CBR 15 Bingo – North America
I was gifted this book for my 40th birthday as I had made it known to many of my friends that I started working on my own memoir-ish book. In the time since I started my book, I have stopped and started and stalled many times over so I waited months to crack this open, as it sat taunting me, bursting with the expertise of the lauded memoirist Mary Karr. When I finally got over myself and begrudgingly and slowly read it, I was glad I did because Karr is filled with wisdom and her writing is wickedly good. As often happens when I read a non-fiction book about writing, Karr took something that seemed impossible and made it seem a little more possible and highlighted the fact that even she, writer extraordinaire, is plagued by doubt and finds herself stuck with a blank page, mocking her with its emptiness.
Since I haven’t actually read Karr’s most famous work, “The Liars Club” which is a raw and unflinching look at her own life, growing up in East Texas, I won’t speak too much to her writing own writing, but if you’re interested Lena Dunham discusses it eloquently in this essay, written for the 20th anniversary of the book. What I will do is share some of the passages that resonated with me most from “The Art of the Memoir,” the distillation of her expertise as a writing teacher.
“To tap into your deepest talent, you need to seek out a calm, restful state of mind where your head isn’t defending your delicate ego and your heart can bloom open a little. For me, my mind is constantly checking where I am in line – comparing myself to others, or even to a former self, racing fretting, conniving to get ahead.”
SAME. If comparison really is the thief of joy (per Teddy Roosevelt, or whoever actually coined the phrase), AND practice makes perfect, then Pitt and Clooney should have recruited me as one of Danny Ocean’s original 11 because I have mad stealing skills at chipping away at my own happiness (rimshot).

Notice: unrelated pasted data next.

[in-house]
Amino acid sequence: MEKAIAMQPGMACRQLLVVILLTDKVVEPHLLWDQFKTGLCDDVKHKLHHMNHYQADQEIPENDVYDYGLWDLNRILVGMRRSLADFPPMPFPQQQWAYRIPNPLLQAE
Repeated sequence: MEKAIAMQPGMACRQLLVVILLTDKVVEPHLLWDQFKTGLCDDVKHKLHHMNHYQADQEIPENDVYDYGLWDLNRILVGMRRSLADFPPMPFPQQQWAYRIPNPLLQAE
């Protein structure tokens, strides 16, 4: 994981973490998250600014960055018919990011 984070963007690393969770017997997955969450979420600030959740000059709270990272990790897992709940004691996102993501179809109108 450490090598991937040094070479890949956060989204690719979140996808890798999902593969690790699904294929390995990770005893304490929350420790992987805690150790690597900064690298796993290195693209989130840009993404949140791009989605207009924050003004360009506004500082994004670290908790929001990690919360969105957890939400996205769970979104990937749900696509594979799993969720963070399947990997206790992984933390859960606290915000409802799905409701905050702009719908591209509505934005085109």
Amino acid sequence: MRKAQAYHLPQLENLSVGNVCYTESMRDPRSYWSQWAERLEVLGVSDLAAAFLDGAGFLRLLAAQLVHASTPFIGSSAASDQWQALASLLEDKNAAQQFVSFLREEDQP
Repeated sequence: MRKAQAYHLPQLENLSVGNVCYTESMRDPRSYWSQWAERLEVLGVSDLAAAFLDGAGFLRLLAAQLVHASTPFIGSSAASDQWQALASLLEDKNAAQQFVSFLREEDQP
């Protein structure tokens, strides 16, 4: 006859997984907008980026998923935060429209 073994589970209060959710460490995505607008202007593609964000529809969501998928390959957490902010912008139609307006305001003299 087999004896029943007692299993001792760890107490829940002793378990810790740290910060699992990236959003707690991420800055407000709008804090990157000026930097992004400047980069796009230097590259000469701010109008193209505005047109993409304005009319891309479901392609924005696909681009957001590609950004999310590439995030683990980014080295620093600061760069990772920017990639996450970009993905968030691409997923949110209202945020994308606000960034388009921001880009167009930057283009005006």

“Just apply your ass to the chair (as someone wise once said, a writer’s only requirement) and for fifteen or twenty minutes, practice getting your attention out of your head, down to some wider expanse in your chest or solar plexus – a place less self-conscious or skittery or scared. The idea is to unclench your mind’s claws.”
Just typing that one sentence out made me feel a little less alone, and a little more capable, not to mention by reflecting on it again I noticed what she’s describing mirrors the principles of meditation, which I’ve been working on for the past few months. What a lovely bit of synchronicity.
“If you find yourself blocked for a period, maybe goad yourself in the direction of how you hoped at the time. Ask yourself if you aren’t strapping your current self across the past to hide the real story.”
Isn’t that a fine how do you do. How dare you be so insightful and brave, Karr, while simultaneously inviting us to peek behind the curtain while you also wrestle with your inner critic.
Once I read Stephen King’s “On Reading” I will have completed an essential trifecta of writing (coupling Karr’s book with Anne Lamott’s “Bird by Bird”) and finally be ready to get back to work writing my own book, she says, putting more goal posts up before actually having to do the work of writing.
But maybe, who knows? Stranger things have happened.